Enes Freedom

COVID-19 Updates: Raptors, Thunder, Stewart, Freedom, Strus

After briefly having no players in the NBA’s health and safety protocols for the first time in weeks, the Raptors placed Svi Mykhailiuk and Yuta Watanabe in the protocols today, tweets Eric Koreen of The Athletic.

According to Josh Lewenberg of TSN.ca (via Twitter), only three players on the Raptors’ roster have avoided entering the protocols in the last month. Two of those players – David Johnson (injury) and Goran Dragic (personal) – have been away from the team, leaving Chris Boucher as the lone active player not to be affected.

Here are a few more protocol-related updates:

  • Thunder guard Tre Mann and big man Darius Bazley have cleared the health and safety protocols, acting head coach Mike Wilks said today (Twitter link via Joe Mussatto of The Oklahoman). That leaves rookie Jeremiah Robinson-Earl as the only Oklahoma City player still in the protocols.
  • Celtics center Enes Freedom returned to practice today, having exited the COVID-19 protocols, per Jared Weiss of The Athletic (Twitter link). Aaron Nesmith is the only Celtic who remains in the protocols.
  • Isaiah Stewart has cleared the protocols and met the Pistons in Charlotte, tweets James Edwards III of The Athletic. It’s unclear if the big man will be available on Wednesday vs. the Hornets or if he’ll need more time to get back into game condition.
  • Heat guard Max Strus is no longer in the protocols, according to Tim Reynolds of The Associated Press (Twitter link). Miami now has four players in the protocols, with six hardship additions on 10-day deals, so not all of those players will be able to be active going forward.
  • The full list of players in the COVID-19 protocols can be found right here.

COVID-19 Updates: Celtics, Lakers, Raptors

Celtics reserve point guard Dennis Schröder has entered the NBA’s health and safety protocols and will not play in today’s Christmas game against the Bucks, the team has announced (Twitter link). He joins eight other Celtics in the protocols.

In a more positive twist, Juancho Hernangómez, Jabari Parker, and Brodric Thomas have exited the league’s COVID-19 protocols and are available for today’s game, per Jared Weiss of The Athletic (via Twitter). Guards Marcus Smart, who has been dealing with a hip injury, and Romeo Langford, who has missed time due to an Achilles injury, are also available. Boston center Al Horford is out of the league’s coronavirus protocols but is still working on his conditioning and has been ruled out for the contest.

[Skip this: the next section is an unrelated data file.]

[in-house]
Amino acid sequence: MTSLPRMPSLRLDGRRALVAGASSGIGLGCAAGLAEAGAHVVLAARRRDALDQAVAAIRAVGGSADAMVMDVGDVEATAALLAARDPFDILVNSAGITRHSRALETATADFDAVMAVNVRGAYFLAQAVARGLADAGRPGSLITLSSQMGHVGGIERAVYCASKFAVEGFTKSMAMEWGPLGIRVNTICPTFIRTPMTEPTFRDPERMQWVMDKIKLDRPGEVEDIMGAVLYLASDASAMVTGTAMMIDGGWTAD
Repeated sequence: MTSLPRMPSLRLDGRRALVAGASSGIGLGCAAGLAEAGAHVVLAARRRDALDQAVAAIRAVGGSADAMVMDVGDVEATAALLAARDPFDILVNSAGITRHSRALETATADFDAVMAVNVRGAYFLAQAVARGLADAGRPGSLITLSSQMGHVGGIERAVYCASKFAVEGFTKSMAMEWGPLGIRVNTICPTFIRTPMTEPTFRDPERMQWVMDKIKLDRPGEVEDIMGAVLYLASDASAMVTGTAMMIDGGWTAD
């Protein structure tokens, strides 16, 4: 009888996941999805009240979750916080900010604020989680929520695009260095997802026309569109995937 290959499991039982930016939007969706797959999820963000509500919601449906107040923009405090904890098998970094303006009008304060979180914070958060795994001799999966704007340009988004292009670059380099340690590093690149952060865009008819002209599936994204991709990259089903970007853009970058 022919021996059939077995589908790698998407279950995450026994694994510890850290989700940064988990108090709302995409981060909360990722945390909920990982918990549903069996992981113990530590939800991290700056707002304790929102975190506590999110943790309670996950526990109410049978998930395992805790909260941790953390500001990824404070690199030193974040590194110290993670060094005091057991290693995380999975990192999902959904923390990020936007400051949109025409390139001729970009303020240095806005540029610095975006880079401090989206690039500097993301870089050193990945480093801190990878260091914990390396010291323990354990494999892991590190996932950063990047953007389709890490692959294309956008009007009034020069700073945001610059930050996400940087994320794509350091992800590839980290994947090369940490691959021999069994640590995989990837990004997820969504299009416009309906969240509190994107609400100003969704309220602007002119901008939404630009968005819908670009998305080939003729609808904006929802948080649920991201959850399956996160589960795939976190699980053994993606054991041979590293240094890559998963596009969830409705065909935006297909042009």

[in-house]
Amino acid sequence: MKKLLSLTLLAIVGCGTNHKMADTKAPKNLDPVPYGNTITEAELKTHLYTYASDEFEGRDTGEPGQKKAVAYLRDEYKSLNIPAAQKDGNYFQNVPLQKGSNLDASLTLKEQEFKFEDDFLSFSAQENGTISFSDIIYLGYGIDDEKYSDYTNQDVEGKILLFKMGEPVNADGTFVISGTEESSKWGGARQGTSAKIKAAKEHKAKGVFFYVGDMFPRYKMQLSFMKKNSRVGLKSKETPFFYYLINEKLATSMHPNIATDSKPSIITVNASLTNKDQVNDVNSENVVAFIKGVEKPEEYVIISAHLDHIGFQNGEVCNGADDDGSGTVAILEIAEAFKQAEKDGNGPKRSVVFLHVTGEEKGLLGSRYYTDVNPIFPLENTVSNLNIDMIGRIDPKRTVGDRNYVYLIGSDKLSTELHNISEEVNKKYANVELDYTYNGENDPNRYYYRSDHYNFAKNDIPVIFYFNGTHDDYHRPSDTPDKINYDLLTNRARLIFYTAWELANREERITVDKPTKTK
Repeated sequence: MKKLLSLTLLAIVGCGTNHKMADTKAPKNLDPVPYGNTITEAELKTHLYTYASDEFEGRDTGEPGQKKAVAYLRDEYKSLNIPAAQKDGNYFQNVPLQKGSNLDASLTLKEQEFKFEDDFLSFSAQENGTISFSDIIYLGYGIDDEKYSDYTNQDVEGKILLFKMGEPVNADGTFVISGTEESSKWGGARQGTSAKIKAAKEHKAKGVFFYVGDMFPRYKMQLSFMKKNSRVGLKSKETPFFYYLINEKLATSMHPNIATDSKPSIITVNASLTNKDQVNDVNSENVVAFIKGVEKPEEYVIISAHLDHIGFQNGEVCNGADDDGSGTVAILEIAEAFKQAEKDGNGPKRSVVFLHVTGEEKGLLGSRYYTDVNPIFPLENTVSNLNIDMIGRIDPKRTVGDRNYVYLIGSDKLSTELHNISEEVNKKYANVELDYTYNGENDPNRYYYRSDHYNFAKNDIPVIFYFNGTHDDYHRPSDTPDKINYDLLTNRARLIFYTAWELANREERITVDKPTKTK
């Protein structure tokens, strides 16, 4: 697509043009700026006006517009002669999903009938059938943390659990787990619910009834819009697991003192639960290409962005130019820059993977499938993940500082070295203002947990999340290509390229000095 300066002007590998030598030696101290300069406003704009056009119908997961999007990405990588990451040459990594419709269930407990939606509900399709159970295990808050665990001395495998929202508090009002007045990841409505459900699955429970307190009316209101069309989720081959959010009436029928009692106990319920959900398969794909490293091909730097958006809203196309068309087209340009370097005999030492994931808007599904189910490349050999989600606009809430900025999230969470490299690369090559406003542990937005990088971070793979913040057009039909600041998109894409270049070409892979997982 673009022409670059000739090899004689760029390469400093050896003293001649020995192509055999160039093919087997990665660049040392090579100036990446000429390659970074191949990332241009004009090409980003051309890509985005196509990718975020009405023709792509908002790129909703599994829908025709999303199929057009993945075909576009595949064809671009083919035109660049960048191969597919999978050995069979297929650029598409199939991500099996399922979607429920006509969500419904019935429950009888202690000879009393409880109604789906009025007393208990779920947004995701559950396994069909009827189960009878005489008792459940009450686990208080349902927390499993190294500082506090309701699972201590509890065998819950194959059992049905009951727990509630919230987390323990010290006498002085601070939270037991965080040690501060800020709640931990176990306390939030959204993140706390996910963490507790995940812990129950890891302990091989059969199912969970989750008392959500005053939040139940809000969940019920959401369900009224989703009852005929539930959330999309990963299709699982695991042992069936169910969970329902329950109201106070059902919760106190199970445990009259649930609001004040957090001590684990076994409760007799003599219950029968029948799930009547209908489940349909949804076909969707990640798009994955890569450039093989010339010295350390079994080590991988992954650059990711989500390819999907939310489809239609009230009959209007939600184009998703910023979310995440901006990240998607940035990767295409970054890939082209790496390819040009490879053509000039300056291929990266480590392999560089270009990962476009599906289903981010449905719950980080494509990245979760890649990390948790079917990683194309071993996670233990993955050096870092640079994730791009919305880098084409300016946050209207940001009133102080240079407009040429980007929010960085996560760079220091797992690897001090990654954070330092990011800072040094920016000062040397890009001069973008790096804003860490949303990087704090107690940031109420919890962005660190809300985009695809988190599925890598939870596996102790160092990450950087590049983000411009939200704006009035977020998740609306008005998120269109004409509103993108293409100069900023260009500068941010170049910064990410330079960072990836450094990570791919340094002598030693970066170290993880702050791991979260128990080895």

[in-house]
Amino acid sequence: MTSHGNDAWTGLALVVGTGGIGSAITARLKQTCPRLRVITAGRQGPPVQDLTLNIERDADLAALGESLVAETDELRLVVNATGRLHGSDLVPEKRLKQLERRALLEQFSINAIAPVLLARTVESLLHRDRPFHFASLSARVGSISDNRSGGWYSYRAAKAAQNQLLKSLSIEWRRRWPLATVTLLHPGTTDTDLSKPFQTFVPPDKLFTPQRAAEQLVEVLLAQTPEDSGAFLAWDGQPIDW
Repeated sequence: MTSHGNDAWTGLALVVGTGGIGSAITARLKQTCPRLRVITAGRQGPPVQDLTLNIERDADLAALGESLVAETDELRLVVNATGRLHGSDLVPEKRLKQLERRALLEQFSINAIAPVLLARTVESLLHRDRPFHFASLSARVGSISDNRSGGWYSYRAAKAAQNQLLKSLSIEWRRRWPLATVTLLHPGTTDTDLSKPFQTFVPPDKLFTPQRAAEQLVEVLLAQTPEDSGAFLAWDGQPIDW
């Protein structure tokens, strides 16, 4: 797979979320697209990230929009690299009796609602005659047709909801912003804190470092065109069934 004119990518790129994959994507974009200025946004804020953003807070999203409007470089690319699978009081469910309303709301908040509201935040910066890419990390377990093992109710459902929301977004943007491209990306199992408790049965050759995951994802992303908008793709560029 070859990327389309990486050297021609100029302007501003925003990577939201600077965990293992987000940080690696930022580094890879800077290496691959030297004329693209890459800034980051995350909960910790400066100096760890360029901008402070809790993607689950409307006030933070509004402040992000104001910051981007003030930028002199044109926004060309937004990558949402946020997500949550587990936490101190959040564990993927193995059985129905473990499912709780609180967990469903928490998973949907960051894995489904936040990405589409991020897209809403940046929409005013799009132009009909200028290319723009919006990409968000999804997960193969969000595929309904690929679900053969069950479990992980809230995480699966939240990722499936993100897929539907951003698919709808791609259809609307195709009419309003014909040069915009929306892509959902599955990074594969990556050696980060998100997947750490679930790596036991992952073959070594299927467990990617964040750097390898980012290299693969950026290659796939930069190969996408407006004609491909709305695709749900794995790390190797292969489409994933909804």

Here are more COVID-19 protocol updates from around the NBA:

  • Lakers guards Avery Bradley and Malik Monk have left the league’s COVID-19 protocols and will be able to suit up today for Los Angeles against the Nets, per Bill Oram of The Athletic (Twitter link).
  • Raptors players Khem Birch, Isaac Bonga, and Justin Champagnie have entered the league’s COVID-19 protocols, though Dalano Banton has apparently exited, per Josh Lewenberg of TSN (Twitter link). A total of 10 Toronto players are now in the protocols. Toronto’s previously-scheduled game on Wednesday, against the Bulls, was canceled as a result of the Raptors not having enough players available. The team’s next game is scheduled for tomorrow against the Cavaliers. Lewenberg adds (via Twitter) that Raptors rookie shooting guard David Johnson (calf) and veteran point guard Goran Dragic (personal) also continue to be unavailable.
  • Keep track of all the NBA players within the league’s health and safety protocols on our tracker here.

COVID-19 Notes: Freedom, McClaughlin, Kings, Vaccines

Celtics center Enes Kanter Freedom has entered the NBA’s health and safety protocols, according to Shams Charania of The Athletic (Twitter link). Freedom was out of the rotation during the first month of the season, but had appeared in 19 straight games for Boston and even played 40 minutes in his first start of the season on Monday vs. Philadelphia.

As our tracker shows, the Celtics now have eight players in the COVID-19 protocols. They’re probably still a few days away from some of those players returning, since all of them have entered the protocols in the last week.

Here are a few more COVID-related updates:

  • Mavericks two-way player JaQuori McLaughlin has entered the health and safety protocols, according to the team (Twitter link). McLaughlin joins Luka Doncic and five other teammates — Dallas has had to place seven players in the protocols in the last six days.
  • In a well-reported story on the impact of the NBA’s COVID-19 surge, ESPN’s Adrian Wojnarowski and Baxter Holmes share a number of interesting anecdotes, including how both Kings equipment managers contracted COVID-19 and couldn’t work, forcing the team to temporarily transfer those duties to a video room intern and a game-night attendant.